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Mission Green Petitions President to Release Parker Coleman, Who is Serving 60 Years for Marijuana

Mission Green is working with the Academy for Justice to submit clemency petitions.

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Mission Green, an initiative of the Weldon Project (TWP), announced the filing of a clemency petition for Parker Coleman, Jr., who is currently serving a 60-year federal sentence for marijuana-related offenses. This filing along with several other petitions comes on the heels of President Biden's historic mass pardon of anyone previously convicted on a federal charge of simple possession of marijuana.

Supported by Glass House Brands, Mission Green is working with the Academy for Justice to submit clemency petitions with the hope that the President will follow through on his promise to release those convicted of non-violent marijuana offenses. The submission for Coleman is part of a new campaign, the Cannabis Clemency Initiative, that seeks to help people still incarcerated on marijuana charges, beginning with those locked up in federal prison. The Initiative brings together criminal justice scholars and reform advocates to achieve its ambitious goals.

The petition urges the President to commute Mr. Coleman's sentence, an act that would be a "powerful, tangible step in affirming the President's commitment to ending federal incarceration for non-violent marijuana offenses."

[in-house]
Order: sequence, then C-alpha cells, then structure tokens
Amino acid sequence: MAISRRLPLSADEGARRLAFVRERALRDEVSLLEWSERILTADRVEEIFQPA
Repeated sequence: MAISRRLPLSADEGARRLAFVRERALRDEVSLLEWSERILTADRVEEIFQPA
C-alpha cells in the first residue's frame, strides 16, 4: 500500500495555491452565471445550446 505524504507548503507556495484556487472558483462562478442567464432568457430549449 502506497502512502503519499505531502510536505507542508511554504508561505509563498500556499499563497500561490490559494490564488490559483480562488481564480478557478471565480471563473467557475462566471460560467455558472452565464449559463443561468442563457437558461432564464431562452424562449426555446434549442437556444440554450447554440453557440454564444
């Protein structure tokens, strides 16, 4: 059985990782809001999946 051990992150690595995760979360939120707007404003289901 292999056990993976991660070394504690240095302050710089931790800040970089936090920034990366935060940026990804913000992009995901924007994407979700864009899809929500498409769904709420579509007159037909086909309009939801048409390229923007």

"Parker Coleman, a young African-American man, is currently serving a 60-year federal prison sentence for non-violent marijuana distribution—that is, de facto life imprisonment of a person of color for conduct now authorized under state laws across the nation and openly pursued as a business by the multi-billion dollar cannabis industry. Mr. Coleman's sentence is not only a troubling example of racial and class disparities in federal drug enforcement, it's excessive compared to the terms imposed in related cases or that would be imposed in state court today. His effective life sentence is also inconsistent with recent reforms in law and policy, as well as a sea change in public opinion, all of which point away from incarcerating people like Mr. Coleman for non-violent drug offenses and toward a non-punitive approach to marijuana. Despite the injustice of his sentence, Mr. Coleman has worked hard on rehabilitation and self-improvement. His successful record while incarcerated, along with a strong support network of family and friends, make Mr. Coleman an ideal candidate for clemency relief from an excessive and unjust sentence."

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